Journal of Clinical & Experimental Pathology
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Open-sourced software is an important resource for research communities, providing transparency, reproducibility and
enabling broad engagement among researchers to understand and build upon the communities’ work. While mature
open-sourced image analysis tools are commonplace in the radiology domain, the digital pathology domain has relatively
few open source tools for histopathology image analysis. This talk will discuss ongoing efforts by Emory and Kitware, Inc.
to develop HistomicsTK, an open source platform for histopathology image analysis. HistomicsTK enables users to analyze
large collections of whole-slide images, providing algorithms for common image analysis tasks including segmentation,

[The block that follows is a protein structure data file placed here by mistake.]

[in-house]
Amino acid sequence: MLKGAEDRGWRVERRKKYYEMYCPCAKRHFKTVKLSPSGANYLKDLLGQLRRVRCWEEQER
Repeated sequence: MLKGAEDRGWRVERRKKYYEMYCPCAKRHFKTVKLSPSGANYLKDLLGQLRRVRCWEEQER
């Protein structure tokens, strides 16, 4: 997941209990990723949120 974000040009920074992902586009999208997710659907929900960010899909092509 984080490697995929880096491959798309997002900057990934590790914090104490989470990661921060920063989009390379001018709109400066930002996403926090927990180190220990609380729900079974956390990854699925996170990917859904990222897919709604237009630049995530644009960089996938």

feature extraction and classification. It provides infrastructure for the parallel execution of image analysis pipelines and
enables algorithm/pipeline portability and easy deployment using containerization technology and network-based access to
computational capabilities through REST interfaces. Case studies using HistomicsTK and its precursor tools will be presented
including systems for interactive classification, nuclear morphometrics and immunohistochemical quantification. Using data
from The Cancer Genome Atlas we will demonstrate how HistomicsTK can used to analyze multifaceted datasets containing
digital pathology images and comprehensive genomic and clinical characterizations of cancers to explore prognostic imaging
biomarkers and to investigate fundamental disease processes like angiogenesis and lymphocytic infiltration.
Lee Cooper is an Assistant Professor with joint appointments in Biomedical Informatics and Biomedical Engineering at Emory University and Georgia Tech. He has received his PhD degree in Electrical Engineering from Ohio State University in 2009 and then joined Emory University; where he currently leads the Cancer Data Science lab. His research investigates computational methods for the analysis and integration of digital pathology, genomic and clinical data with the goals of improving prognostic accuracy and disease classification.